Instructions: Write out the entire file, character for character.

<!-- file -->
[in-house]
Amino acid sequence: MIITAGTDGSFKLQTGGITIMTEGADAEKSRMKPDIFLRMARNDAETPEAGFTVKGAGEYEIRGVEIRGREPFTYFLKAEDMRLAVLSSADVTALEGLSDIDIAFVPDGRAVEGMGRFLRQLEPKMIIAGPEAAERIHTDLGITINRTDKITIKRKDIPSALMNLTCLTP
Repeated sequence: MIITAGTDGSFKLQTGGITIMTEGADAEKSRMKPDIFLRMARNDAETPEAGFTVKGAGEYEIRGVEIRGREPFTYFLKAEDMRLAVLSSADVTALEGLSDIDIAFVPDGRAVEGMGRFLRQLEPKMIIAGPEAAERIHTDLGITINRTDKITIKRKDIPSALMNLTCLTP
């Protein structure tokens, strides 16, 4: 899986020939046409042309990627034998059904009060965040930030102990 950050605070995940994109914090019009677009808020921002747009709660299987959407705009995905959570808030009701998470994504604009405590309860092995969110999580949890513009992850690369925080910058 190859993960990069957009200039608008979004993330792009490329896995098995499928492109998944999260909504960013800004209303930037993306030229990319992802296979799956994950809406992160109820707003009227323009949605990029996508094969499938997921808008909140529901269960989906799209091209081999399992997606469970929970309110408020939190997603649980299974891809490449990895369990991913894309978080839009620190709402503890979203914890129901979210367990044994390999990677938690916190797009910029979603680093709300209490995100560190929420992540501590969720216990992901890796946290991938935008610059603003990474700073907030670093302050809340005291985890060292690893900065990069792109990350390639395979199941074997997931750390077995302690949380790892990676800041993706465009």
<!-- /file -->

[in-house]
Amino acid sequence: MIITAGTDGSFKLQTGGITIMTEGADAEKSRMKPDIFLRMARNDAETPEAGFTVKGAGEYEIRGVEIRGREPFTYFLKAEDMRLAVLSSADVTALEGLSDIDIAFVPDGRAVEGMGRFLRQLEPKMIIAGPEAAERIHTDLGITINRTDKITIKRKDIPSALMNLTCLTP
Repeated sequence: MIITAGTDGSFKLQTGGITIMTEGADAEKSRMKPDIFLRMARNDAETPEAGFTVKGAGEYEIRGVEIRGREPFTYFLKAEDMRLAVLSSADVTALEGLSDIDIAFVPDGRAVEGMGRFLRQLEPKMIIAGPEAAERIHTDLGITINRTDKITIKRKDIPSALMNLTCLTP
């Protein structure tokens, strides 16, 4: 899986020939046409042309990627034998059904009060965040930030102990 950050605070995940994109914090019009677009808020921002747009709660299987959407705009995905959570808030009701998470994504604009405590309860092995969110999580949890513009992850690369925080910058 190859993960990069957009200039608008979004993330792009490329896995098995499928492109998944999260909504960013800004209303930037993306030229990319992802296979799956994950809406992160109820707003009227323009949605990029996508094969499938997921808008909140529901269960989906799209091209081999399992997606469970929970309110408020939190997603649980299974891809490449990895369990991913894309978080839009620190709402503890979203914890129901979210367990044994390999990677938690916190797009910029979603680093709300209490995100560190929420992540501590969720216990992901890796946290991938935008610059603003990474700073907030670093302050809340005291985890060292690893900065990069792109990350390639395979199941074997997931750390077995302690949380790892990676800041993706465009």